• The amount of active ingredient in herbal preparations available in the states vary widely. It is best to look for labels that say EGb 761, which is the extract from the leaves. In Germany, Ginkgo is regulated so products from there may be more standardized. Most studies of Ginkgo use 120 to 240 mg/day. Some authors suggest that 240 mg twice a day is appropriate (Seidman, 2002). The bottle should say "24% Ginkgo flavenoids" or "24% Ginkgo glycosides" or "50:1 standardized extract".
  • Histamine. Can be given as injection or drops. See considerations below concerning Serc regarding the rationale for use. COMMENT: This medication is generally felt to be a placebo in the US, but some physicians are convinced of its effectiveness. Serc (see below), is a longer lasting histamine agonist. Serc, however is not entirely equivalent to Histamine.
  • Lysine. A naturally occuring amino acid, lysine is popular in France for treatment of vertigo (Rascol et al, 1995). COMMENT: Possibly useful for vestibular neuritis.
  • Meniett machine. This is a new device that exerts pressure through a tube placed through the ear drum. A machine, costing about $3000 and requiring minor otologic surgery, exerts pressure pulses that reach the round window via a tube. COMMENT: Although it is too early to be sure, this device is probably a placebo. There is a small amount of evidence that ventilation tubes help Meniere's (for example, the Danish Sham study). There is a very long history of bizzare devices being used with initial enthusiasm in Meniere's disease that initially appear promising due to the very variable nature of the disease (see Torok's classic 1977 paper , "Old and New in Meniere's Disease"). We suspect that this device is simply another one of these. There are good statistical reasons to be very suspicious of any treatment for Meniere's disease that has not been proven in a very large number of subjects. The evidence offered on the company's web site (a 2 week trial in about 40 patients) is not at all convincing. We think that someone considering a Meniett would generally be better served with a proven treatment that has a clear reason to work such as transtympanic gentamicin.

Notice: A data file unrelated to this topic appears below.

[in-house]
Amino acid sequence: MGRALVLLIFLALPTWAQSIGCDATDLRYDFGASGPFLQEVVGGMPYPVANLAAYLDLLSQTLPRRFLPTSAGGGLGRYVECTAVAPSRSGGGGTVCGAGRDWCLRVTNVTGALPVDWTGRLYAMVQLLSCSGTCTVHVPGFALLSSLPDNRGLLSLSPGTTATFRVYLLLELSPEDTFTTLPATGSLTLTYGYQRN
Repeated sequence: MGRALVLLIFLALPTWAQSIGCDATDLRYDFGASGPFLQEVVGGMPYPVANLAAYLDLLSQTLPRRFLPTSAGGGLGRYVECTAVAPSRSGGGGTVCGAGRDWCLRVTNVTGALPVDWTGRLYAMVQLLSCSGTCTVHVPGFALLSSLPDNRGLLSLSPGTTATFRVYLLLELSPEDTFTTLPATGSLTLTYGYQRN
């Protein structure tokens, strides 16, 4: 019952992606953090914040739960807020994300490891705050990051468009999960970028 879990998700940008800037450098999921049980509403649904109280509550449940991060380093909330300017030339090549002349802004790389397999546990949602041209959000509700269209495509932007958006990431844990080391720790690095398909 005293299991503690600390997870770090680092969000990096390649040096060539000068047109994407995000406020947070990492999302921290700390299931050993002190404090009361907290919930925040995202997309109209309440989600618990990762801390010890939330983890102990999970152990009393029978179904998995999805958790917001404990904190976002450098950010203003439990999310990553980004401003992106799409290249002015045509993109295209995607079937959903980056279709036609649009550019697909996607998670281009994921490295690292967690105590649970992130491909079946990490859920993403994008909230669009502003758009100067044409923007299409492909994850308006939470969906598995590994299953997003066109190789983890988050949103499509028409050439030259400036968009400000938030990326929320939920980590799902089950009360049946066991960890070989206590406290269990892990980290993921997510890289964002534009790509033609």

• Serc. (Betahistine). The story about this drug is complex and details can be found here. In brief, at the present writing it is not clear if it is an effective medication, but it does not appear to be harmful. The author of this page frequently gives it a try in patients who have not responded to conventional treatment.
  • T'ai Chi. While nothing is specifically reported in Meniere's, it seems reasonable that it might help with balance rehabilitation, and the author of this review has had studied T'ai Chi for this purpose. We think it is helpful.
  • Valerion. This plant product is generally used for sedation. COMMENT: It may also be helpful with vertigo, as it appears similar to the benzodiazepines.
  • Vertigo-Heel. A homeopathic medication. COMMENT: Probably a placebo. A recent study suggested that Vertigo-Heel was equally effective to Serc (Klein, 1998). This doesn't say much for Serc.
  • References: